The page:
The Great British Bake Off is surely one of the most popular cooking shows of recent decades. The Spring foray into the now-famous tent, keeps millions and millions of viewers glued to the TV screens when it airs in the Autumn. In Britain, it is almost a reason to wish the Summer goodbye as Bake-Off or GBBO (as it is warmly known as in the UK) begins.
But this charming and utterly British venture is also watched around the world with many viewers scratching their heads at some of the terminology, techniques, and bakes used in the show. Some can be figured out; others need a little more explanation. And the British love of innuendo, at which Bake Off excels, is sometimes beyond explaining, so just allow yourself to sit back, laugh and enjoy the baking.
Here we provide 25 of the most frequently used terms, techniques and bakes; explained so that by gaining a better understanding of this quintessentially British pastime, you will hopefully have a more heightened sense of enjoyment.
Bake - 101
It is imperative, before going any further, to make clear that in the quirkiness of British English Bake can be both a verb and a noun. Throughout GBBO the presenters, cooks, and judges will slip from one or the other, and it is important to keep up to grab the meaning.
A Bake (n), any dish baked in the oven and on GBBO will be a cake, tart, pasty, etc. You will hear it expressed as "Your bake should be..,"
Bake (v) the action of baking and heard throughout each program as "You have (x) minutes so get ready and BAKE!" to begin each section.
GBBO Misunderstood Technical Terms
There are technical terms flung around as haphazardly as flour on the benches on Bake Off. An experienced British Baker will understand most of these, but for the amateur of a non-British viewer, these can be very confusing. Below are five of the most used ones on the show.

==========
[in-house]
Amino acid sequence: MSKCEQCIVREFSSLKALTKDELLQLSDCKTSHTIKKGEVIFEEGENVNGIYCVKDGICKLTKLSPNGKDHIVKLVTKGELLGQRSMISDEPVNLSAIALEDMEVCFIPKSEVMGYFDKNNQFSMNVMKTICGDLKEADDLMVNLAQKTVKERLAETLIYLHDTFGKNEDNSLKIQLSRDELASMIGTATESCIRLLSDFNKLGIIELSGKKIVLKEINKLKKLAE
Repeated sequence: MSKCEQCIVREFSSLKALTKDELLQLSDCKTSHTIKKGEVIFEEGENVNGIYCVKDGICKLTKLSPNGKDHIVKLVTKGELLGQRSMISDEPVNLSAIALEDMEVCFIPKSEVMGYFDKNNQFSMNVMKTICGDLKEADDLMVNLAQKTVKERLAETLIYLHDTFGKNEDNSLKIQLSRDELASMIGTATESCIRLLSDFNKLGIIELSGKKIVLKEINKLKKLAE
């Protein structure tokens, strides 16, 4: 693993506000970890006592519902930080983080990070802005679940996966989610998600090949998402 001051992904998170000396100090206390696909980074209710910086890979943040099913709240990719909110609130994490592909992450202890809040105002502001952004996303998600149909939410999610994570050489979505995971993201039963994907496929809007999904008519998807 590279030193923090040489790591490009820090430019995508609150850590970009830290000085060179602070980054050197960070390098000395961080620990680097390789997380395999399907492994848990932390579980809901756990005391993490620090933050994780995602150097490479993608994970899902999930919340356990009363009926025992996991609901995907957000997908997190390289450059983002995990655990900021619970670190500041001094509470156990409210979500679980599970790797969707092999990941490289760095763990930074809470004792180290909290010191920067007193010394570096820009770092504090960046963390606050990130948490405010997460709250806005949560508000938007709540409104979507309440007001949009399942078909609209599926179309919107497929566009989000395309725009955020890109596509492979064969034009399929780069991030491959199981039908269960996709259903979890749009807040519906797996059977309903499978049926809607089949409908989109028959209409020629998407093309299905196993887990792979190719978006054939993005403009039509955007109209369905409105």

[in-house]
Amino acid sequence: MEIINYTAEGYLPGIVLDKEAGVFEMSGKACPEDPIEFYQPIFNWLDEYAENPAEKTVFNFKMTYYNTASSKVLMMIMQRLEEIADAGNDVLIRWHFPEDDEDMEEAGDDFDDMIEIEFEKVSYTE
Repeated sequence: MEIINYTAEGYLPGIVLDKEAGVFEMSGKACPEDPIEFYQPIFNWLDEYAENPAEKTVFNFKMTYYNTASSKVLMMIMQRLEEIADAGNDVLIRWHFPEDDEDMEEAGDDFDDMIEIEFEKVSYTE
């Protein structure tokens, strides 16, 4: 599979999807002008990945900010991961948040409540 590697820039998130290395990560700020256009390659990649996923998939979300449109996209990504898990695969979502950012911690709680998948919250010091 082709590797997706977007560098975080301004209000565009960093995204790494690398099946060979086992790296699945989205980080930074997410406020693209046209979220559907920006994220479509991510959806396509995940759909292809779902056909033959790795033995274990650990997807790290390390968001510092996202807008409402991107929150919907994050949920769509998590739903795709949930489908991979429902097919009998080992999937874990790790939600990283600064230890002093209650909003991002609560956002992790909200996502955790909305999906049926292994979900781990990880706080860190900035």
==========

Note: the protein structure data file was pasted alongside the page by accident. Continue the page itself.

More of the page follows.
Slack - a less flattering term when used to describe a person (meaning stupid) but for a bake, it represents the poor consistency of a batter, cream or custard.
Temper - not a state of crossness when your bake has burnt, but is the art of melting chocolate to produce a shine and a crisp crack when the chocolate is snapped.
Soggy Bottom - not wet, but the undercooked base of baked pastry often on tarts and pies.
Proving - not trying to convince Paul Hollywood you know what you are doing, but this is the term for the rising of the dough; usually bread or yeast goods are put to prove (rise) and if you are lucky enough to have one, in a proving oven.
Grill - another term which in Britain means to pop under the broiler, a word or term not used here, and which is not the barbecue.
Gingham Altar - not a baking term; not even a common name in British-English. The term is only relevant to GBBO, as it is used to describe the covering of the workstation for each contestant for the technical challenge with a Gingham tablecloth.
Ingredients, Equipment and Foods
If the technical terms flummox you, then trying the ingredients and foods used if you are not a British baker can be confusing. Here are a few of the most common ones translated for U.S. viewers.
Golden Syrup - sweeter than, but similar to, corn syrup.
Dark Treacle - a hugely popular British ingredient, not dissimilar to Molasses.
Clingfilm - quite simply, plastic wrap or Saran Wrap.
Hundreds and Thousands - are Sprinkles, both charming names.
Scones - are biscuits, and biscuits are cookies.
Fairycake - is very similar, but not as fussy as a little cupcake.
Sultanas - frequently mentioned on the show, and are known as Golden Raisins elsewhere.
Baps - are the cause of many innuendoes on Bake Off as they are also a slang term for breasts in Britain. So, if you hear them mentioned amidst a lot of giggling, what they are talking about are small bread buns, not unlike burger buns.
Strange Sounding Cakes and Bakes
So, you get the meaning of the technical terms, the ingredients, and strange sounding foods. Then along come the presenters, asking the contestants to bake, what is a classic bake, but to those outside the UK, many will not have a clue what they are talking about. Here are just a few names.
Spotted Dick - (no giggling) this is a steamed suet pudding filled with fruits. A Banoffee Pie is one of the best food inventions ever as it is a pie of bananas, caramel toffee, and cream - delicious. Battenberg is a super sweet, cute cake made of different colored squares and wrapped in marzipan, only for the very sweet-toothed amongst you.
Flapjacks are one which sends many an American into apoplexy as in Britain they are sweet, chewy oat and fruit bars and eaten by the ton. They are not pancakes. Pancakes are pancakes, but resemble crepes, and if they are from Wales are known as Crempog.
This list could go on and on and on, as, like many cuisines around the world, everyone has their names and understanding. Britain and the Great British Bake Off just seem to be able to make it more confusing than anywhere else.
If you are in the mood to learn about more Weird Sounding British Cakes and Desserts, or would like to test out your knowledge of baking terminology with the English-to-American Food Translator, we fully support your endeavor!